Interestingly, the study design does not include an arm that uses Ozurdex and Lucentis in combination, a regimen now favored by some retina specialists.
■ NLP rate in wet AMD patients. Researchers from LSU-Ochsner, Lake Erie College and Wills Eye Institute reviewed more than 20 years of Wills wet AMD cases, a total of 9,017 patients, to determine how many of these cases directly resulted in no light perception (NLP).
The researchers systematically excluded all other possibilities of severe vision loss and found five cases (0.06%) of NLP directly attributable to the effects of wet AMD. Of these patients, three had received anti-VEGF injections and two had not. All five patients possessed a distinct 360-degree fibrous elliptical disciform scar surrounding both the macula and the optic nerve, which the researchers called “a newly described and unique posterior pole finding in patients with exudative age-related macular degeneration.”
The researchers concluded that the progression of wet AMD to NLP is “very low.”
■ Regeneron/Bayer seek EU approval for wet AMD drug. Regeneron Pharmaceuticals and Bayer HealthCare said that Bayer has submitted an application for marketing authorization in Europe for VEGF Trap-Eye for the treatment of wet AMD. Regeneron and Bayer are collaborating on the global development of VEGF Trap-Eye for the treatment of a range of retinal diseases.
The VEGF Trap-Eye submission is based on positive results from two phase 3 trials, the VIEW 1 study and the VIEW 2 study. In these trials, all regimens of VEGF Trap-Eye, including 2 mg VEGF Trap-Eye dosed every two months (following three loading doses), successfully met the primary endpoint of non-inferiority, compared to the current standard of care, Lucentis 0.5 mg dosed every month.
■ Dropped nucleus: refer or attempt rescue? In a presentation at the recent Euretina conference in London, Ferenc Kuhn, MD, stated strongly that a dropped nucleus during cataract surgery requires immediate referral to a vitreoretinal specialist unless the lens fragments are very few and superficial. Some cataract surgeons, beginning with the late cataract surgery pioneer Charles Kelman and later Sina Sabet, MD, have developed lasso and wire net-type devices that have been used by cataract surgeons with varying degrees of success to remove lens fragments after a dropped nucleus.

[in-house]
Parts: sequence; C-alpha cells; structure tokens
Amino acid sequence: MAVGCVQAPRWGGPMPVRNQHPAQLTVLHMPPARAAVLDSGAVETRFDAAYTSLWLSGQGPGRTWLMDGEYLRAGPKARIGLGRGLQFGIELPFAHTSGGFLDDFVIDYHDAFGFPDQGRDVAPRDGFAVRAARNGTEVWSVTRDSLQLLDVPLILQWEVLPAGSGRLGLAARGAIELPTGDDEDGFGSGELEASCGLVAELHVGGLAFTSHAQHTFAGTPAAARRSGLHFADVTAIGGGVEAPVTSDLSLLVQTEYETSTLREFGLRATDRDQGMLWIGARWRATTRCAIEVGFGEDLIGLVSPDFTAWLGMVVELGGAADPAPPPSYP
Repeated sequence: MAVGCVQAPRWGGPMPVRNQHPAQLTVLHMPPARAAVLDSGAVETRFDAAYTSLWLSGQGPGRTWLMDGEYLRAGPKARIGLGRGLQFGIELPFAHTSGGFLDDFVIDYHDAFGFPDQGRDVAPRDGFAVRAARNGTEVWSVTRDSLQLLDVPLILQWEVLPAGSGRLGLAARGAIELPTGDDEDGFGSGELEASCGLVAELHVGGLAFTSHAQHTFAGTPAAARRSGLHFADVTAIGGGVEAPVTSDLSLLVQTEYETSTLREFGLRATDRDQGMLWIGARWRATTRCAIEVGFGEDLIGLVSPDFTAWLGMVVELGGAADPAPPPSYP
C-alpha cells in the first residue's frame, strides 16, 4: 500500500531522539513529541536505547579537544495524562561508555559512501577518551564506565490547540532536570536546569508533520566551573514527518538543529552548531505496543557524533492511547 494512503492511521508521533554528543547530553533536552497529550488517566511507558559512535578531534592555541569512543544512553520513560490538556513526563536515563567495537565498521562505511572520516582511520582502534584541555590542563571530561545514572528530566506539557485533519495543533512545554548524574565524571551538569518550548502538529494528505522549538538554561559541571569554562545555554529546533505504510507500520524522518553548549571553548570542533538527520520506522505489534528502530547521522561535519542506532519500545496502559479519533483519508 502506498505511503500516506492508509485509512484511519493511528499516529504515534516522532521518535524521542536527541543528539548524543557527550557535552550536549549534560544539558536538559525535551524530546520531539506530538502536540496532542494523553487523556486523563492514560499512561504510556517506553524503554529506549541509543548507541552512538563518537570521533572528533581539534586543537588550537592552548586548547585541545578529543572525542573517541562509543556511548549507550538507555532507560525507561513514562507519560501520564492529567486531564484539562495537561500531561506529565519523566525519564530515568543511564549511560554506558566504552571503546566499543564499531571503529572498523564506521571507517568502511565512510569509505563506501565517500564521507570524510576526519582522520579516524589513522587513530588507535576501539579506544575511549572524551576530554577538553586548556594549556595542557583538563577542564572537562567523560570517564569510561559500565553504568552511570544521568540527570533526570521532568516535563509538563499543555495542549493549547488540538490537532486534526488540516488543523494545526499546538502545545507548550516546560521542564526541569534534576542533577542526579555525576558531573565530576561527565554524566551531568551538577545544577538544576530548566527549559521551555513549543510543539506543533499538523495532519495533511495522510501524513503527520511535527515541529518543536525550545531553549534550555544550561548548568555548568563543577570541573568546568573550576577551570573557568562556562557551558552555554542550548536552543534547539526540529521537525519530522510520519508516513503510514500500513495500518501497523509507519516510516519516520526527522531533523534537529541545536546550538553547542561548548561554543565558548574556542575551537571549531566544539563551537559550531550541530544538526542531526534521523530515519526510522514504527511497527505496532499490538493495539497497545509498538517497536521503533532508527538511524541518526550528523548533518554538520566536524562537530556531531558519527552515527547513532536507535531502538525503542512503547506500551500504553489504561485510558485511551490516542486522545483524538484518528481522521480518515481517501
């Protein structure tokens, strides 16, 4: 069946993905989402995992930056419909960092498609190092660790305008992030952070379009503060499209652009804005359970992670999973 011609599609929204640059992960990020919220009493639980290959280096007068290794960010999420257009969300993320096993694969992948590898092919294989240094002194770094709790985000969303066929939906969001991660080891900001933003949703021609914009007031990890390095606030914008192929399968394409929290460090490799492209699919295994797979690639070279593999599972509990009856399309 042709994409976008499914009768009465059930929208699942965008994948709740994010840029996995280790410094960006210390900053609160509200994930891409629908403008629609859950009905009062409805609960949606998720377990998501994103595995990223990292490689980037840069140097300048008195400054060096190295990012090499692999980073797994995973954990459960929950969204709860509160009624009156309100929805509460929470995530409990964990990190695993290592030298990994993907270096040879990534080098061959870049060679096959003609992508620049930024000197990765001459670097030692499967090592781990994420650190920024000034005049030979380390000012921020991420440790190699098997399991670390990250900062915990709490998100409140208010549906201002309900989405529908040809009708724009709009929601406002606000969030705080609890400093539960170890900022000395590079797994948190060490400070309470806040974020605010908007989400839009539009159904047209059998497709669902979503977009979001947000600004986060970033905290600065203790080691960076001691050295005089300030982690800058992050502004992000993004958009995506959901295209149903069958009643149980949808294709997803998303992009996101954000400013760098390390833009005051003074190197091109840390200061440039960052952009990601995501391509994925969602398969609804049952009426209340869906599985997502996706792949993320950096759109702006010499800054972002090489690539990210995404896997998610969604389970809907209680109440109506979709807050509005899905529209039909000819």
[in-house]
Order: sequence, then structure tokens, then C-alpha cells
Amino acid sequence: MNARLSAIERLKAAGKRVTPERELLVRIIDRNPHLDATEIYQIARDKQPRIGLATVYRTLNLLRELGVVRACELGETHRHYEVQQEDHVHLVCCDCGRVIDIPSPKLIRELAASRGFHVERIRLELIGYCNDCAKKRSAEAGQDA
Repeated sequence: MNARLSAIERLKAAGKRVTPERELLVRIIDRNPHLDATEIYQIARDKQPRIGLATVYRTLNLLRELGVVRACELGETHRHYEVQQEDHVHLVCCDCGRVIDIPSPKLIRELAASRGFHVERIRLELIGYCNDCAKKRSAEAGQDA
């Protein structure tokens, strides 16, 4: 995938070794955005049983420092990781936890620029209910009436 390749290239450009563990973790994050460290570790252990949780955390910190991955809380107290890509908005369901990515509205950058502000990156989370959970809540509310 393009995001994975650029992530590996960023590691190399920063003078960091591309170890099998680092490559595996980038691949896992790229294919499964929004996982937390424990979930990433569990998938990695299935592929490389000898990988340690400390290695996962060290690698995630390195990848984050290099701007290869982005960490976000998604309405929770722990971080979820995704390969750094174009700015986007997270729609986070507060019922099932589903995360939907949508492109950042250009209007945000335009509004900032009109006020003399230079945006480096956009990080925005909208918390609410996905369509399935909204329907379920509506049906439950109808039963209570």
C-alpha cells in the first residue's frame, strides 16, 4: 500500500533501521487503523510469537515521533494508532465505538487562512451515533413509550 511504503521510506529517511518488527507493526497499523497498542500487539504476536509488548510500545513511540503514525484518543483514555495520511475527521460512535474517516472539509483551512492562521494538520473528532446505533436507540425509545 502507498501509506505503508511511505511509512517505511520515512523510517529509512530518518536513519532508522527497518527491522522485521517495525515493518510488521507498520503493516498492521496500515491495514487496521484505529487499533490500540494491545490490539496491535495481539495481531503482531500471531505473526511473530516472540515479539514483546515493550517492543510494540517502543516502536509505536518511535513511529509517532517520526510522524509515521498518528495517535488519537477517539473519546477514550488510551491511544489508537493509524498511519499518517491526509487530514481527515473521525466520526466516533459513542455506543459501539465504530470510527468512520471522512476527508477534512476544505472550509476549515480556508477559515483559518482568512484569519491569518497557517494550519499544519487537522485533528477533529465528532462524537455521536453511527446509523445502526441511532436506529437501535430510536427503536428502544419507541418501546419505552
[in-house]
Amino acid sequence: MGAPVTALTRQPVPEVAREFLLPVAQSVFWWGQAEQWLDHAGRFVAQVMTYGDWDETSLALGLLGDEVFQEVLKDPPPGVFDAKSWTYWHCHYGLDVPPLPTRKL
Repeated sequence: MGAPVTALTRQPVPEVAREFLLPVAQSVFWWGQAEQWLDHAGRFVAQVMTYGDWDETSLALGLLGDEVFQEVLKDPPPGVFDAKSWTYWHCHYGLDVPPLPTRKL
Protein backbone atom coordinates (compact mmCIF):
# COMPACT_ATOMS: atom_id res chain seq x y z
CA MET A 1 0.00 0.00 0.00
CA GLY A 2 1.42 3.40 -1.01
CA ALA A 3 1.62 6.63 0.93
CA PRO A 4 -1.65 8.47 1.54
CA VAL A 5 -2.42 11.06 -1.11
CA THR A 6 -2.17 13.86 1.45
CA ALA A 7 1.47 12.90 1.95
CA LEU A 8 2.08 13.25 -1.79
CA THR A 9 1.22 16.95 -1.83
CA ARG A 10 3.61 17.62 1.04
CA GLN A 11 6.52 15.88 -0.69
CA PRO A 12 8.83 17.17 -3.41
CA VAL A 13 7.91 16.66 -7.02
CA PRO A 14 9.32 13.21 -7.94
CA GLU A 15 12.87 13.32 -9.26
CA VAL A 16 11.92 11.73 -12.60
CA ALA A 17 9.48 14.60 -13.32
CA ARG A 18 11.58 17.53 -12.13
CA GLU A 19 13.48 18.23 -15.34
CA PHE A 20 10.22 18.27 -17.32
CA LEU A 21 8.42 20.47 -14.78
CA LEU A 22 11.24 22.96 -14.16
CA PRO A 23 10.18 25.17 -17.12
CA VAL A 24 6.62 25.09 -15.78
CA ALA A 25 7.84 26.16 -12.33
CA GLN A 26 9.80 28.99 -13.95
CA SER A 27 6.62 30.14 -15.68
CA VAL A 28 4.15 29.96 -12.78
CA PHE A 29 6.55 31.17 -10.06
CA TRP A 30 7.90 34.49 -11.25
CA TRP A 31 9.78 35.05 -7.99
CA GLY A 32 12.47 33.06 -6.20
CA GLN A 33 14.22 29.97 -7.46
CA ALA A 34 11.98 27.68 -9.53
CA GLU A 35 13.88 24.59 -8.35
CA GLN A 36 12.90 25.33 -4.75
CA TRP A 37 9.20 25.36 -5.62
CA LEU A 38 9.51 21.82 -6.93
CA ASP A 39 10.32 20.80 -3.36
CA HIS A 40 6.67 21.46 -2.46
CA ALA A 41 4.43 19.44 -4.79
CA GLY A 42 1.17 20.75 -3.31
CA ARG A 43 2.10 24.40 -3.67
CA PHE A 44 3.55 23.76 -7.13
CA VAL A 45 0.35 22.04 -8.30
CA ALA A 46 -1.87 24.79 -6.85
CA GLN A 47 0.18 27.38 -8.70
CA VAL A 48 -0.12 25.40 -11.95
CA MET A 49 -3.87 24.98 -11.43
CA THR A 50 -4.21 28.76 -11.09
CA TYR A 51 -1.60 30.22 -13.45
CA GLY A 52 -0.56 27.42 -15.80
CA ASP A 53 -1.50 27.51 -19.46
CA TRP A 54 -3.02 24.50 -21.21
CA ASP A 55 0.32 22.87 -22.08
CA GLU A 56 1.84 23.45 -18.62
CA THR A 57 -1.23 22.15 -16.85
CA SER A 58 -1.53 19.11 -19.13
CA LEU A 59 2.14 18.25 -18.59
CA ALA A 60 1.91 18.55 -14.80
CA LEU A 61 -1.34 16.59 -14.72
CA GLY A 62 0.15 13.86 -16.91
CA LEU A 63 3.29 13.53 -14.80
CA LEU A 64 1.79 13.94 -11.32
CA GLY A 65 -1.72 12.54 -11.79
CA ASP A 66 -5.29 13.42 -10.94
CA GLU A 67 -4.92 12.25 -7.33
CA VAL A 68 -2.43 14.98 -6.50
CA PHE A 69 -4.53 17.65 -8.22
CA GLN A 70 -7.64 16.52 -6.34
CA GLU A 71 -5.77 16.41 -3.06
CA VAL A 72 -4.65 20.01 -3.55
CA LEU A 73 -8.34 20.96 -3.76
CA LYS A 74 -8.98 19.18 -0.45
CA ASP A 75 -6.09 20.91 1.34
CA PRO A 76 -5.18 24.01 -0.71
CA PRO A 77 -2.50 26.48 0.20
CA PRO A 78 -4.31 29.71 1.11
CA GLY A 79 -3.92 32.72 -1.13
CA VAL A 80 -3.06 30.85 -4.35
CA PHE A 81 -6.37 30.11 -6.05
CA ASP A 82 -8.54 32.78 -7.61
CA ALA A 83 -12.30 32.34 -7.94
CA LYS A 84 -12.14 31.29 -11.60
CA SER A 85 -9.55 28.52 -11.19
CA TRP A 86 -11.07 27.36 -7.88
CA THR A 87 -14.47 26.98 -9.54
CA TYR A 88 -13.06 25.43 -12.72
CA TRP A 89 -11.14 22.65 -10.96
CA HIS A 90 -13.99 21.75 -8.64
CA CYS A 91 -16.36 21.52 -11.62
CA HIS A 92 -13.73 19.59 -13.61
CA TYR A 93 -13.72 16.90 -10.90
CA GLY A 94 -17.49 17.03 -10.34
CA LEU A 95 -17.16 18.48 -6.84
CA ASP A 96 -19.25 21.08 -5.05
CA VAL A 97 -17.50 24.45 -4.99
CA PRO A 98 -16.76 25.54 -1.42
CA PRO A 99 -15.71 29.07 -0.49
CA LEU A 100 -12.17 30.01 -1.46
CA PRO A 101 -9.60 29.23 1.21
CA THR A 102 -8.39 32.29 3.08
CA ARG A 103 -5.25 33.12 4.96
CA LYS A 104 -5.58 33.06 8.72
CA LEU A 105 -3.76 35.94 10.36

Dr. Kuhn asserted that lens fragments left in the eye can lead to inflammation, followed by cystoid macular edema, and retinal detachment. He advised that a complete pars plana vitrectomy performed in a timely manner by a vitreoretinal surgeon can eliminate the source of inflammation. The vitrectomy should be complete and include detachment and removal of the posterior cortical vitreous, Dr. Kuhn noted.
■ Residency training in ROP. Not sufficient? A nationwide survey of residency training for ROP, encompassing 33 program directors and 82 third-year residents, indicated that the majority of residents perform fewer than 20 ROP examinations during residency and that only 14% of third-year residents felt competent to perform ROP exams. This despite the fact that 60% of respondents said that all bedside examinations were supervised by an attending physician. In addition, only 4% of respondents acknowledged having a formal assessment of ROP competency during residency.
The researchers, who presented their data at this year's ARVO meeting, said their findings “raise concerns about ROP training during residency and should promote discussion on ways to improve ROP education.”
■ UK drug review recommends Ozurdex for RVO. The UK's National Institute for Health and Clinical Excellence said that its draft guidance backed Allergan's Ozurdex implant as a cost-effective treatment for macular edema related to retinal vein occlusion.
Allergan estimates that up to 25,000 patients in the UK every year need treatment for macular edema associated with RVO and may be suitable for treatment with Ozurdex. RP
Retinal Physician, Issue: July 2011